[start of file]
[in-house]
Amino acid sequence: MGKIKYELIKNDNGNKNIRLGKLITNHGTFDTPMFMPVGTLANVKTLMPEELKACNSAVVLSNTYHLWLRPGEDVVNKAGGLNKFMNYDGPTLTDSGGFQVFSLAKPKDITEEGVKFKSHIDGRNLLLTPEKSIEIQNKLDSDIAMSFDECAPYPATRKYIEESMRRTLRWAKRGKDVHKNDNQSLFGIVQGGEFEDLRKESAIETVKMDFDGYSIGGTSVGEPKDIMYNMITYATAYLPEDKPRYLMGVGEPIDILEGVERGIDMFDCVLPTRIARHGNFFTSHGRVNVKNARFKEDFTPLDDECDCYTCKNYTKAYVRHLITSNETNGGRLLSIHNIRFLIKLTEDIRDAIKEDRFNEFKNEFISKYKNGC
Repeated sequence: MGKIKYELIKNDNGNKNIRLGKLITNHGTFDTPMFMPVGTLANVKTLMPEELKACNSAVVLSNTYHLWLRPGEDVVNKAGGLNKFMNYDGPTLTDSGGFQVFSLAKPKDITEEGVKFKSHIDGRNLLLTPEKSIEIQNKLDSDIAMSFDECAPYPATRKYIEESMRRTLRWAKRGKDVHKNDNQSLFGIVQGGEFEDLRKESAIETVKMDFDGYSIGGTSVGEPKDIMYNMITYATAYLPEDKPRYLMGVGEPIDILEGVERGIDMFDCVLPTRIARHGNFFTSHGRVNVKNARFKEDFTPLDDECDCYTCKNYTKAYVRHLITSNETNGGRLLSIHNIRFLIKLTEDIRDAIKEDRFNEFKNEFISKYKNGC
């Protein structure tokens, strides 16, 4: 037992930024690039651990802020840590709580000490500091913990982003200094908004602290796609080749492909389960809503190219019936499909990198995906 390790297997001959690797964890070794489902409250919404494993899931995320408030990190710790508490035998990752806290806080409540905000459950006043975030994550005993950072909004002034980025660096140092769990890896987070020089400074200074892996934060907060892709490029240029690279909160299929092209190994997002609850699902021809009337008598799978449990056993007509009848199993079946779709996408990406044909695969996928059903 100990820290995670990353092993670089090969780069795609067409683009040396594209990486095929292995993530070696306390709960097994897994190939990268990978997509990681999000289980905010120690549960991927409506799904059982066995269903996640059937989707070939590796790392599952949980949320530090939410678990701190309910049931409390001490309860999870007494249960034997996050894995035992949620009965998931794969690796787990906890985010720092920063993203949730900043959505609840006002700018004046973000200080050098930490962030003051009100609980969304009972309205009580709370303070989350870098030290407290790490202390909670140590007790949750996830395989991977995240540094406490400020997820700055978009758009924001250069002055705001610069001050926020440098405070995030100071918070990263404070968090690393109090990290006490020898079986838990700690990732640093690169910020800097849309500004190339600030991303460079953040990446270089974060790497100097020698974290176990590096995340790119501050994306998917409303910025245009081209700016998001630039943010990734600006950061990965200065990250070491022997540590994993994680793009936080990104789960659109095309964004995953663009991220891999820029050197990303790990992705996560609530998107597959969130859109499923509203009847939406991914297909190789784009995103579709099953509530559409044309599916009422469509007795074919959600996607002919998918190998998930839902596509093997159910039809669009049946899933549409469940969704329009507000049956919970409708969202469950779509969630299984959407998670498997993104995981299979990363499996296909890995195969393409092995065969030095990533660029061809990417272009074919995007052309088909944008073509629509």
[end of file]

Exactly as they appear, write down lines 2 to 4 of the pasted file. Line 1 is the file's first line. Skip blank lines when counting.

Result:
Amino acid sequence: MGKIKYELIKNDNGNKNIRLGKLITNHGTFDTPMFMPVGTLANVKTLMPEELKACNSAVVLSNTYHLWLRPGEDVVNKAGGLNKFMNYDGPTLTDSGGFQVFSLAKPKDITEEGVKFKSHIDGRNLLLTPEKSIEIQNKLDSDIAMSFDECAPYPATRKYIEESMRRTLRWAKRGKDVHKNDNQSLFGIVQGGEFEDLRKESAIETVKMDFDGYSIGGTSVGEPKDIMYNMITYATAYLPEDKPRYLMGVGEPIDILEGVERGIDMFDCVLPTRIARHGNFFTSHGRVNVKNARFKEDFTPLDDECDCYTCKNYTKAYVRHLITSNETNGGRLLSIHNIRFLIKLTEDIRDAIKEDRFNEFKNEFISKYKNGC
Repeated sequence: MGKIKYELIKNDNGNKNIRLGKLITNHGTFDTPMFMPVGTLANVKTLMPEELKACNSAVVLSNTYHLWLRPGEDVVNKAGGLNKFMNYDGPTLTDSGGFQVFSLAKPKDITEEGVKFKSHIDGRNLLLTPEKSIEIQNKLDSDIAMSFDECAPYPATRKYIEESMRRTLRWAKRGKDVHKNDNQSLFGIVQGGEFEDLRKESAIETVKMDFDGYSIGGTSVGEPKDIMYNMITYATAYLPEDKPRYLMGVGEPIDILEGVERGIDMFDCVLPTRIARHGNFFTSHGRVNVKNARFKEDFTPLDDECDCYTCKNYTKAYVRHLITSNETNGGRLLSIHNIRFLIKLTEDIRDAIKEDRFNEFKNEFISKYKNGC
């Protein structure tokens, strides 16, 4: 037992930024690039651990802020840590709580000490500091913990982003200094908004602290796609080749492909389960809503190219019936499909990198995906 390790297997001959690797964890070794489902409250919404494993899931995320408030990190710790508490035998990752806290806080409540905000459950006043975030994550005993950072909004002034980025660096140092769990890896987070020089400074200074892996934060907060892709490029240029690279909160299929092209190994997002609850699902021809009337008598799978449990056993007509009848199993079946779709996408990406044909695969996928059903 100990820290995670990353092993670089090969780069795609067409683009040396594209990486095929292995993530070696306390709960097994897994190939990268990978997509990681999000289980905010120690549960991927409506799904059982066995269903996640059937989707070939590796790392599952949980949320530090939410678990701190309910049931409390001490309860999870007494249960034997996050894995035992949620009965998931794969690796787990906890985010720092920063993203949730900043959505609840006002700018004046973000200080050098930490962030003051009100609980969304009972309205009580709370303070989350870098030290407290790490202390909670140590007790949750996830395989991977995240540094406490400020997820700055978009758009924001250069002055705001610069001050926020440098405070995030100071918070990263404070968090690393109090990290006490020898079986838990700690990732640093690169910020800097849309500004190339600030991303460079953040990446270089974060790497100097020698974290176990590096995340790119501050994306998917409303910025245009081209700016998001630039943010990734600006950061990965200065990250070491022997540590994993994680793009936080990104789960659109095309964004995953663009991220891999820029050197990303790990992705996560609530998107597959969130859109499923509203009847939406991914297909190789784009995103579709099953509530559409044309599916009422469509007795074919959600996607002919998918190998998930839902596509093997159910039809669009049946899933549409469940969704329009507000049956919970409708969202469950779509969630299984959407998670498997993104995981299979990363499996296909890995195969393409092995065969030095990533660029061809990417272009074919995007052309088909944008073509629509």